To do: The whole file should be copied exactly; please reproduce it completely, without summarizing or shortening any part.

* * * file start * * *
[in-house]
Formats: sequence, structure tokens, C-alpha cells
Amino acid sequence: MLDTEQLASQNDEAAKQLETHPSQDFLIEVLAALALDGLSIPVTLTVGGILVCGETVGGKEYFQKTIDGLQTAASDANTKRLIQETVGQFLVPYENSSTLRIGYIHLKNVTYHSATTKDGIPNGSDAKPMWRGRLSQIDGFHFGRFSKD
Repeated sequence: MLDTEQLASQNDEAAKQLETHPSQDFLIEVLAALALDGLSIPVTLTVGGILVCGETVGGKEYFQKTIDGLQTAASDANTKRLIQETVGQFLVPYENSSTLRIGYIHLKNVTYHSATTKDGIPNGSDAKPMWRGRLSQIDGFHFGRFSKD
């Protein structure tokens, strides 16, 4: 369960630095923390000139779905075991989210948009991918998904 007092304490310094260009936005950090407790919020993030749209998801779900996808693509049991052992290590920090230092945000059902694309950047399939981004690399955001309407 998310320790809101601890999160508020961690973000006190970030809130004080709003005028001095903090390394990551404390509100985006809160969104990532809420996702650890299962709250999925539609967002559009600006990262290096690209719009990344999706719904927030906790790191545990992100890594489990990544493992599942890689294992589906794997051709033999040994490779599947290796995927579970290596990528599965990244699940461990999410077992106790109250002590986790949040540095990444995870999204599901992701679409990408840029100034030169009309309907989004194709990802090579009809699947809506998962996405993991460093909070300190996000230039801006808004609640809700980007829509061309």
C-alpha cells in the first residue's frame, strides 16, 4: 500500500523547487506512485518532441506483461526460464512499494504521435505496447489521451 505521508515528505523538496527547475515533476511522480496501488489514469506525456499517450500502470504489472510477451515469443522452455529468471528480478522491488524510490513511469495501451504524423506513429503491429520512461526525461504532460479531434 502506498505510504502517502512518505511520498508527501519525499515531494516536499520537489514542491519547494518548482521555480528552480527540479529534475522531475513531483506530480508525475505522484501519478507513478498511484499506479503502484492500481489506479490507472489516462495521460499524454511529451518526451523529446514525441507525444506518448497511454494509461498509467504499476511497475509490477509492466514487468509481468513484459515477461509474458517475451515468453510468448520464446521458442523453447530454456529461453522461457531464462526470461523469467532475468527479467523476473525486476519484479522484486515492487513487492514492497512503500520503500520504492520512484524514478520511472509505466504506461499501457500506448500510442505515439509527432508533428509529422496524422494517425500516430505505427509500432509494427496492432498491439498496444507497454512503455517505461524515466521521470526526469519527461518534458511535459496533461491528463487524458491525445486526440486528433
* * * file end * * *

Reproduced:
[in-house]
Formats: sequence, structure tokens, C-alpha cells
Amino acid sequence: MLDTEQLASQNDEAAKQLETHPSQDFLIEVLAALALDGLSIPVTLTVGGILVCGETVGGKEYFQKTIDGLQTAASDANTKRLIQETVGQFLVPYENSSTLRIGYIHLKNVTYHSATTKDGIPNGSDAKPMWRGRLSQIDGFHFGRFSKD
Repeated sequence: MLDTEQLASQNDEAAKQLETHPSQDFLIEVLAALALDGLSIPVTLTVGGILVCGETVGGKEYFQKTIDGLQTAASDANTKRLIQETVGQFLVPYENSSTLRIGYIHLKNVTYHSATTKDGIPNGSDAKPMWRGRLSQIDGFHFGRFSKD
């Protein structure tokens, strides 16, 4: 369960630095923390000139779905075991989210948009991918998904 007092304490310094260009936005950090407790919020993030749209998801779900996808693509049991052992290590920090230092945000059902694309950047399939981004690399955001309407 998310320790809101601890999160508020961690973000006190970030809130004080709003005028001095903090390394990551404390509100985006809160969104990532809420996702650890299962709250999925539609967002559009600006990262290096690209719009990344999706719904927030906790790191545990992100890594489990990544493992599942890689294992589906794997051709033999040994490779599947290796995927579970290596990528599965990244699940461990999410077992106790109250002590986790949040540095990444995870999204599901992701679409990408840029100034030169009309309907989004194709990802090579009809699947809506998962996405993991460093909070300190996000230039801006808004609640809700980007829509061309």
C-alpha cells in the first residue's frame, strides 16, 4: 500500500523547487506512485518532441506483461526460464512499494504521435505496447489521451 505521508515528505523538496527547475515533476511522480496501488489514469506525456499517450500502470504489472510477451515469443522452455529468471528480478522491488524510490513511469495501451504524423506513429503491429520512461526525461504532460479531434 502506498505510504502517502512518505511520498508527501519525499515531494516536499520537489514542491519547494518548482521555480528552480527540479529534475522531475513531483506530480508525475505522484501519478507513478498511484499506479503502484492500481489506479490507472489516462495521460499524454511529451518526451523529446514525441507525444506518448497511454494509461498509467504499476511497475509490477509492466514487468509481468513484459515477461509474458517475451515468453510468448520464446521458442523453447530454456529461453522461457531464462526470461523469467532475468527479467523476473525486476519484479522484486515492487513487492514492497512503500520503500520504492520512484524514478520511472509505466504506461499501457500506448500510442505515439509527432508533428509529422496524422494517425500516430505505427509500432509494427496492432498491439498496444507497454512503455517505461524515466521521470526526469519527461518534458511535459496533461491528463487524458491525445486526440486528433